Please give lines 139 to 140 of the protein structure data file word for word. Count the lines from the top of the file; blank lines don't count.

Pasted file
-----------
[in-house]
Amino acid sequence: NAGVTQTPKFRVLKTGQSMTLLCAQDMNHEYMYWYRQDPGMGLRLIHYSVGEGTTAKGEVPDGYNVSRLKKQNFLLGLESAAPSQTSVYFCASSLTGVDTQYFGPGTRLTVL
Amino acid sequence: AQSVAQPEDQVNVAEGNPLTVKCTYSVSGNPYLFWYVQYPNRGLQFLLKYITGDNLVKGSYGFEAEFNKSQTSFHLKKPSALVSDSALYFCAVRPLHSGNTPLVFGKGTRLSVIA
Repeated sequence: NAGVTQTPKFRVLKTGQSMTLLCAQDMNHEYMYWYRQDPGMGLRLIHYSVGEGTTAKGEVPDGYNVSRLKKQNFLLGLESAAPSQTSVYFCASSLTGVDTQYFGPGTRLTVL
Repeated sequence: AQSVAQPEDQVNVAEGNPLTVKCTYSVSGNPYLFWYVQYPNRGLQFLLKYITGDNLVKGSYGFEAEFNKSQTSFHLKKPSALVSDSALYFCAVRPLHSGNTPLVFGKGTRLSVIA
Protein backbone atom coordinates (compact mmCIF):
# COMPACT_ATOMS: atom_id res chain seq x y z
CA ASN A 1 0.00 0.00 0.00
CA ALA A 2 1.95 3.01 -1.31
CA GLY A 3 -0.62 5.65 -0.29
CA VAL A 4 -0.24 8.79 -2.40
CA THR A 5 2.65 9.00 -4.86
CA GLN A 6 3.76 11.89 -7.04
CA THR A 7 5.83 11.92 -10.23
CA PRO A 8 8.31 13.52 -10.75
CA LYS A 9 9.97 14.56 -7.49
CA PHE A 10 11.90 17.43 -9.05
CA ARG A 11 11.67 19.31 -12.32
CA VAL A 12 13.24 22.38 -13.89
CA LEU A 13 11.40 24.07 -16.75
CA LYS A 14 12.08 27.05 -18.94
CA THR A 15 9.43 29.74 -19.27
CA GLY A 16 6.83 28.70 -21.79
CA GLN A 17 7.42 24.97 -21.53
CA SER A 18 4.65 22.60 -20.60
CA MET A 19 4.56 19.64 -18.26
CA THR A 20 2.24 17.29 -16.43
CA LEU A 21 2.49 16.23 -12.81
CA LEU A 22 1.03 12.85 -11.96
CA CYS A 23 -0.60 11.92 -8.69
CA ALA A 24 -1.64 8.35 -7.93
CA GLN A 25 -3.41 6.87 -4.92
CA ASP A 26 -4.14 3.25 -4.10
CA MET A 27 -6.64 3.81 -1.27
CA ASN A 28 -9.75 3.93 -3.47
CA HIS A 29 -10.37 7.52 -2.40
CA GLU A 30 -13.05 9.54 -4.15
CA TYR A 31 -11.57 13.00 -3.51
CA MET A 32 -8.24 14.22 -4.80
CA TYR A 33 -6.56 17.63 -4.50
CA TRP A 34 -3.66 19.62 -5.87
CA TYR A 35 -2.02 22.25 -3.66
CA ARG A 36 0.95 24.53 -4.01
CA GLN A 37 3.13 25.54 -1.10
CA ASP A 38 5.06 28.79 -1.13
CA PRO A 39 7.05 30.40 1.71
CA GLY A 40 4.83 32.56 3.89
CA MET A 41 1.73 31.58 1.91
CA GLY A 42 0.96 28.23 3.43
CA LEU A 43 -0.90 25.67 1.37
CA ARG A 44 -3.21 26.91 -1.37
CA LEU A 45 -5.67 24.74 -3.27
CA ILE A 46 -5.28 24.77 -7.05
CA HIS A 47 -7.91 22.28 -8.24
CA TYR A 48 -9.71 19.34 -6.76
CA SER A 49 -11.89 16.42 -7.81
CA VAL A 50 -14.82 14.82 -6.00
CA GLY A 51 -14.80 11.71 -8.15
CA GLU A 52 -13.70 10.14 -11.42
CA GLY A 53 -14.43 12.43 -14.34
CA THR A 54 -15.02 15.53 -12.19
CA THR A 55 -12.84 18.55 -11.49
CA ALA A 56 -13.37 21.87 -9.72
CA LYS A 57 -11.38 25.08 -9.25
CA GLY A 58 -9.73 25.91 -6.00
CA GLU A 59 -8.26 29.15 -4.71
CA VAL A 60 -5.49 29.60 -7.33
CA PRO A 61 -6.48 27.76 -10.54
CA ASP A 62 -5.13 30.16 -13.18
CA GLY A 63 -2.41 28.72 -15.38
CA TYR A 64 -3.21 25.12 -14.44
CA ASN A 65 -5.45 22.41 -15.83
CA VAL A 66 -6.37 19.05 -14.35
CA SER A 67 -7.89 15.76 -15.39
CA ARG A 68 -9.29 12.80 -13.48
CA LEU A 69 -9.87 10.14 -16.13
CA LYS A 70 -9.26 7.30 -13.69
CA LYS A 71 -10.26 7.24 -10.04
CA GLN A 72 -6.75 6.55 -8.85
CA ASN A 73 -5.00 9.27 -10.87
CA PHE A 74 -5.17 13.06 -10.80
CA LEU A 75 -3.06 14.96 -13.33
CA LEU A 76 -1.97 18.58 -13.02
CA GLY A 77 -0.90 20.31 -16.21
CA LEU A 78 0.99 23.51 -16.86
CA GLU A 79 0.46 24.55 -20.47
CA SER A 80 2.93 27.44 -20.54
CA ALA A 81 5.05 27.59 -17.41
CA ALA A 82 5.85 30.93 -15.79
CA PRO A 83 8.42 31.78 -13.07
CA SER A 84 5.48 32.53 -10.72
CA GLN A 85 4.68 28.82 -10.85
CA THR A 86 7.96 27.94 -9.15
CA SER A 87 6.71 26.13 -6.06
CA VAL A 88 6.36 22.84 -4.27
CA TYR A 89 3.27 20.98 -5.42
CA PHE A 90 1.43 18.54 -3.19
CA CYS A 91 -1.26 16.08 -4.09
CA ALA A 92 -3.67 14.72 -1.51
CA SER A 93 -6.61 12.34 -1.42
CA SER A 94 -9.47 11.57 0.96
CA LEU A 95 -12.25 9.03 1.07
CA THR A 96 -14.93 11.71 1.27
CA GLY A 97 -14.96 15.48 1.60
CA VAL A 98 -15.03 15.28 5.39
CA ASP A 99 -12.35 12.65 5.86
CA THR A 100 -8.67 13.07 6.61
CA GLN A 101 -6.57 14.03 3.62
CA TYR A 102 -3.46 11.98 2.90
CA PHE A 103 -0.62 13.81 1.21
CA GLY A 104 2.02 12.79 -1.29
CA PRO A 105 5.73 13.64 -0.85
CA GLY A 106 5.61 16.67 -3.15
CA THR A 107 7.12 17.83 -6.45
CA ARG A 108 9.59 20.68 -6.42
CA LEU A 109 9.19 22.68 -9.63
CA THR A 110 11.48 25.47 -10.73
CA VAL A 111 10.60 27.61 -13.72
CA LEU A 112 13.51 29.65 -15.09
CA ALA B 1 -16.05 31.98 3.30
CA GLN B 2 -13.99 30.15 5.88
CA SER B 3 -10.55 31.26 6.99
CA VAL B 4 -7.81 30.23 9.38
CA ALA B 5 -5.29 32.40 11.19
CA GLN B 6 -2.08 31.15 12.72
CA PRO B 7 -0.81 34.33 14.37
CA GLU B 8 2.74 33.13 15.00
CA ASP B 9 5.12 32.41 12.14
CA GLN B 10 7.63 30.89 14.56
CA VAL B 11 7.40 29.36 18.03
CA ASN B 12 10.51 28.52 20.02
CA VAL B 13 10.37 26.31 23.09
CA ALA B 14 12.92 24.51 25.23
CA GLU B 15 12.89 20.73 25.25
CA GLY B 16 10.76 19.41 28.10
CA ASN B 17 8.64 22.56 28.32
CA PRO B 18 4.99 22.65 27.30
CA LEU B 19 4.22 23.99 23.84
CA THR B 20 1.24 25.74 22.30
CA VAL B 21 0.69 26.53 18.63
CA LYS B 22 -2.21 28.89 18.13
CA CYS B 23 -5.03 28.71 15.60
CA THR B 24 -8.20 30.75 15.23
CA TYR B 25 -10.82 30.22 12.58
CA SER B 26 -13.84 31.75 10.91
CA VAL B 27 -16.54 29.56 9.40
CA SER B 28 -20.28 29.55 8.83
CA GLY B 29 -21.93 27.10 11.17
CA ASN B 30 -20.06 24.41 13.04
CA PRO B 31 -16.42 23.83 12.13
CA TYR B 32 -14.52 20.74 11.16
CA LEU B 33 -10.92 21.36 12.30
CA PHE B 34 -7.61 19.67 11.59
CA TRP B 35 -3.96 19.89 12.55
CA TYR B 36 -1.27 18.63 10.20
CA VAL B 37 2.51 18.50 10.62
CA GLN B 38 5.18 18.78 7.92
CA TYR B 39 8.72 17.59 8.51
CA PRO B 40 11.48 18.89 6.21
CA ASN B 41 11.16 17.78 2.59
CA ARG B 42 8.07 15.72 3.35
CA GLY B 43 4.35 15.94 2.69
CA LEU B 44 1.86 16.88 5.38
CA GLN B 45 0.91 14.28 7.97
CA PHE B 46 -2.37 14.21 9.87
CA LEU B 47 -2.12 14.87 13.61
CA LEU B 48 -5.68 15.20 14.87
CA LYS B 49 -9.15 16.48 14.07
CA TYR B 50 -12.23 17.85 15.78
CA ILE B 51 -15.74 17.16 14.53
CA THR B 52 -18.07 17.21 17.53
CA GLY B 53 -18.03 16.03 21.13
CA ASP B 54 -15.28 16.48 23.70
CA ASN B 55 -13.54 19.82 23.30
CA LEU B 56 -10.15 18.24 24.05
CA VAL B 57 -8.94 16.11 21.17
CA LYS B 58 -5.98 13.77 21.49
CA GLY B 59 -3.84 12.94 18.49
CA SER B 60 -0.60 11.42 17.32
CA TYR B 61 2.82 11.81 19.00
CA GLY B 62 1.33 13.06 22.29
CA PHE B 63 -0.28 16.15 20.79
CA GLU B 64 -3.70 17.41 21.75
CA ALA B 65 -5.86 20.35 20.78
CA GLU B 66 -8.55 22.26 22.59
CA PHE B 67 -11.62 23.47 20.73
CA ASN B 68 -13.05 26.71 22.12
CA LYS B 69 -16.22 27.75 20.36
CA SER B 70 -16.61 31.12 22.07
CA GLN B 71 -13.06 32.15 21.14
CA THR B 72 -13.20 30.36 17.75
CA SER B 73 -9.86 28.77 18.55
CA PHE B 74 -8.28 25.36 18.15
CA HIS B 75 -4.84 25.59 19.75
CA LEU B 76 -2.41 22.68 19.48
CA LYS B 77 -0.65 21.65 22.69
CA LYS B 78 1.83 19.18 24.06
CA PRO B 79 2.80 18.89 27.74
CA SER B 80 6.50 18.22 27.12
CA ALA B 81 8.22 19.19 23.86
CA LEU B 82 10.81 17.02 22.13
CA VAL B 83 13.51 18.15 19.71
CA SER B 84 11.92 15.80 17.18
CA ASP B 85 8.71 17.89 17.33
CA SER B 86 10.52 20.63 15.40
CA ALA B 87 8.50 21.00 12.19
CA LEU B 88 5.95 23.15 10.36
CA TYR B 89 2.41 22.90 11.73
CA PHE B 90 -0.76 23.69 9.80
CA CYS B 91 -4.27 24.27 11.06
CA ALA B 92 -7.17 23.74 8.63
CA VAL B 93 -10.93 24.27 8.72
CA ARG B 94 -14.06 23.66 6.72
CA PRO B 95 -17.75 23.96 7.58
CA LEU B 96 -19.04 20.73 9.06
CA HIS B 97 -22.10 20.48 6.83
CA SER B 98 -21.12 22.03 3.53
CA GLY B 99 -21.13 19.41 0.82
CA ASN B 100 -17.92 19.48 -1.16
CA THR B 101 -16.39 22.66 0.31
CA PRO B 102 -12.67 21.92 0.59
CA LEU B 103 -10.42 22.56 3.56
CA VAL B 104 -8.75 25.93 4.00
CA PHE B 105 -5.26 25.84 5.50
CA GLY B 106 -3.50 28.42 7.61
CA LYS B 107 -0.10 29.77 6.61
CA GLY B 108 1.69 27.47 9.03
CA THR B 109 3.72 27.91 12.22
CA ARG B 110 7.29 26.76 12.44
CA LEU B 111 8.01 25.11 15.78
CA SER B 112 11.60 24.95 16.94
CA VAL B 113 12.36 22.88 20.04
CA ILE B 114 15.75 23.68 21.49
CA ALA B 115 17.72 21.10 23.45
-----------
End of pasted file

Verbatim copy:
CA THR B 20 1.24 25.74 22.30
CA VAL B 21 0.69 26.53 18.63